Virgin Group entrepreneur Sir Richard Branson, whose businesses range from airlines to mobile phones, launched one of his more unusual ventures Thursday - a stem cell storage bank.
The project will allow parents to preserve stem cells from their children's umbilical cords, which some believe could be used in future to treat conditions such as leukaemia, as an insurance policy against possible future illness.
Storage will cost 1 500 pounds but the scheme also has a charitable strand allowing some patients who need cord blood to access it for free.
Ethnic minorities targeted
Branson told BBC radio he was particularly targeting patients from ethnic minority groups who often struggle to locate suitable samples.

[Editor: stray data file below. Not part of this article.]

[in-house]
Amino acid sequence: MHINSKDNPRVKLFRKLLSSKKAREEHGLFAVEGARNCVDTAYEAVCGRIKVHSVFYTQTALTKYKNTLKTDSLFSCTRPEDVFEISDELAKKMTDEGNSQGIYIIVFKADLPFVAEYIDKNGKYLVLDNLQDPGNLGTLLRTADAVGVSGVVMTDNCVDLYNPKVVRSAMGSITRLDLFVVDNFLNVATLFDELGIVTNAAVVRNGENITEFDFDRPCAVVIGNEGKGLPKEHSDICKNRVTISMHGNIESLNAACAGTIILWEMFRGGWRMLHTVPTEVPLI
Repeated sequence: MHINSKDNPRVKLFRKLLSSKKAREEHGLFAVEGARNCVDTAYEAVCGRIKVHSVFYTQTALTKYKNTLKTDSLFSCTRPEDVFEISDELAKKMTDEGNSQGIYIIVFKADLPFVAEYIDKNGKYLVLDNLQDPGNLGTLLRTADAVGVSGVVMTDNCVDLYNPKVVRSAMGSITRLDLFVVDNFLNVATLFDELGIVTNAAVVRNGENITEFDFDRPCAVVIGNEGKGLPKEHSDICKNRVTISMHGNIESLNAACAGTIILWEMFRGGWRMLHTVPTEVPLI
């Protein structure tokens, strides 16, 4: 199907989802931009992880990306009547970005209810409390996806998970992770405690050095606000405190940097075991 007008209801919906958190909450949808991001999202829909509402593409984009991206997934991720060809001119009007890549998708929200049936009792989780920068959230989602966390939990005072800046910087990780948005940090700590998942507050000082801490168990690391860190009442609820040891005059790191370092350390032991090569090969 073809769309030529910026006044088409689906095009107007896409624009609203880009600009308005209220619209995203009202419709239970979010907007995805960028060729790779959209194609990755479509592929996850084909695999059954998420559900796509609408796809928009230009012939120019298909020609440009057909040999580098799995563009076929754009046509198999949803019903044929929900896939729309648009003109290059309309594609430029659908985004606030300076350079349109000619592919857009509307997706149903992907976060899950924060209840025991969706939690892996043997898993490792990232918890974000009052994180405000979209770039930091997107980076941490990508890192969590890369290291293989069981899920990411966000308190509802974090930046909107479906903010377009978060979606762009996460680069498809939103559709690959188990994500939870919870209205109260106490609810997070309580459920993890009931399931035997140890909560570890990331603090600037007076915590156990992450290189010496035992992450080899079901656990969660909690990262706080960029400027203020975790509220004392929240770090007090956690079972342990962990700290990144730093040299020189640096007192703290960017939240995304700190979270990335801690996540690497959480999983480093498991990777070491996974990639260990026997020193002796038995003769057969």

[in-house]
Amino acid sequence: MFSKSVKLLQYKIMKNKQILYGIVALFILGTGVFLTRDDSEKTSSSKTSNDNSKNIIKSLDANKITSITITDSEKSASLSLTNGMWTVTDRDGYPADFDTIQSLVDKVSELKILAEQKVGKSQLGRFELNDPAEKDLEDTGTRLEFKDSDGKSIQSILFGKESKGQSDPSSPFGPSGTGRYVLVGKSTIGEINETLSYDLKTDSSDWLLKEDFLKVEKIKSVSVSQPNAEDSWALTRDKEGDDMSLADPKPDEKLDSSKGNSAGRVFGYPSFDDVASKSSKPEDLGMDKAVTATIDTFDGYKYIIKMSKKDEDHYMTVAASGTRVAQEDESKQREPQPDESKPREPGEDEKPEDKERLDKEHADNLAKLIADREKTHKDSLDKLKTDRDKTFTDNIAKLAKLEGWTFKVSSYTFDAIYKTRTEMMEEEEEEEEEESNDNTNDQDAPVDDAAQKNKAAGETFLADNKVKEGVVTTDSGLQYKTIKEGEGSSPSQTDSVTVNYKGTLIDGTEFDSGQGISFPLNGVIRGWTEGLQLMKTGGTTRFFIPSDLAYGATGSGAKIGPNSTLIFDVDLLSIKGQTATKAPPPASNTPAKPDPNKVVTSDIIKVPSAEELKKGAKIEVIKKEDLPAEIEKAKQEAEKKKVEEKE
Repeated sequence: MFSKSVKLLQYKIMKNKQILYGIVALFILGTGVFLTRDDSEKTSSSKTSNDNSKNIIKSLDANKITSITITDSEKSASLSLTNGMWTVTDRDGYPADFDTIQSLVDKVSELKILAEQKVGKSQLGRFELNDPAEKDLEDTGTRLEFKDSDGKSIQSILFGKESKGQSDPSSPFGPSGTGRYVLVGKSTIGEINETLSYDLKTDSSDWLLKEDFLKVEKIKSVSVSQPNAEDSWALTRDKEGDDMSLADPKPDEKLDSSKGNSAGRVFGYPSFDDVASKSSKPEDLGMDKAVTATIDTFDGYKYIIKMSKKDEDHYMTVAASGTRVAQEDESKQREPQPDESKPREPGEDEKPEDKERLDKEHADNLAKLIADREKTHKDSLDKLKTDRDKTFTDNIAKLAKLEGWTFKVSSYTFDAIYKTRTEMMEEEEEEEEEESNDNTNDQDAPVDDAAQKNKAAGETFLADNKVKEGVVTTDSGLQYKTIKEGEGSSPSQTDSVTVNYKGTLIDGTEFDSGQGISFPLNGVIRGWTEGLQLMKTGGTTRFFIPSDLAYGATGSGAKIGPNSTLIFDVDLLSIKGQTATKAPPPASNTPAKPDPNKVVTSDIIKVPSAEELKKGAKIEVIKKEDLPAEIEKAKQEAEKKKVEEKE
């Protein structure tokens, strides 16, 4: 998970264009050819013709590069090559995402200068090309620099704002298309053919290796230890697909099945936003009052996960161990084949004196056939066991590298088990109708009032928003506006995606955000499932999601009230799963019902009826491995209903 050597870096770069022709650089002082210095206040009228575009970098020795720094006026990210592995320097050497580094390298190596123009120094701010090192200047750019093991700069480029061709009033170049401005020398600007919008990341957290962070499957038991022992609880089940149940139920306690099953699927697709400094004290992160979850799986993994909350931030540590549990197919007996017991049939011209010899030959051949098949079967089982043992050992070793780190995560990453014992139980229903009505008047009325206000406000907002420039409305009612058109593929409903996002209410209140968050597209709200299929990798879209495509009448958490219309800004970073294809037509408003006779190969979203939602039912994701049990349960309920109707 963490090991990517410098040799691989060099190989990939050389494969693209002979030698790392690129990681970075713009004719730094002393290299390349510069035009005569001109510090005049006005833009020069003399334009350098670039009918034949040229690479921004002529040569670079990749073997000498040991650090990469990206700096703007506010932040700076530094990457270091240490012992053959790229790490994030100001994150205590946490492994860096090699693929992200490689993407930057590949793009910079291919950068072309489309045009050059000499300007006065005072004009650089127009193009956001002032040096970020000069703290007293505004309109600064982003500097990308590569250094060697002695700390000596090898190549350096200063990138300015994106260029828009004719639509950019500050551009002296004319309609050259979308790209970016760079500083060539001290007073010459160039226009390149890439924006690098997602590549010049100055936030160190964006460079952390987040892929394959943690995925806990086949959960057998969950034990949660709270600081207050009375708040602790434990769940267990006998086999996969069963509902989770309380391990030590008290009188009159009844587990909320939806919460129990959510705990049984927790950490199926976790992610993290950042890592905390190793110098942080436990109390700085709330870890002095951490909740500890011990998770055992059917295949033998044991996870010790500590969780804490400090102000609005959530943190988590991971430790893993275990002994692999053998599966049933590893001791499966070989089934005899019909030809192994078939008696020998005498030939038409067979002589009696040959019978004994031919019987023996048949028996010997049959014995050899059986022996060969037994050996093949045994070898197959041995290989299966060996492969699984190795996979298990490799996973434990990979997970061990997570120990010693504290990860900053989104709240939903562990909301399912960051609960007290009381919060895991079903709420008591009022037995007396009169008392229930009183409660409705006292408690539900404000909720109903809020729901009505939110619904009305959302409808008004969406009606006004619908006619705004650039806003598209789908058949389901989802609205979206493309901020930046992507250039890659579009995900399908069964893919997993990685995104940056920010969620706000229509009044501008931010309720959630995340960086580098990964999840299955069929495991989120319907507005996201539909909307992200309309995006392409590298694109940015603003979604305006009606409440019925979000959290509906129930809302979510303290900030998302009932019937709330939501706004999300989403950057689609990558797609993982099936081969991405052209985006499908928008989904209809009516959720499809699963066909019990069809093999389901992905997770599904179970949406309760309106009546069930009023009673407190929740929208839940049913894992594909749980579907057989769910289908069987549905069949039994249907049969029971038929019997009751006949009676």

"What we've decided to do was to set up a company which can get out there and increase the number of samples dramatically.
"The profits that we make from that company that go back to the Virgin Group will then be put into a charitable foundation to help particularly the ethnic groups who have difficulty finding cord blood," he said.
Virgin is not the first company in Britain to offer the service, which has reportedly been used by celebrities including Arsenal and France football star Thierry Henry.
Some British doctors have called for the state-run National Health Service to set up a country-wide stem cell blood bank, following in the footsteps of countries such as Sweden. – (Sapa-AFP)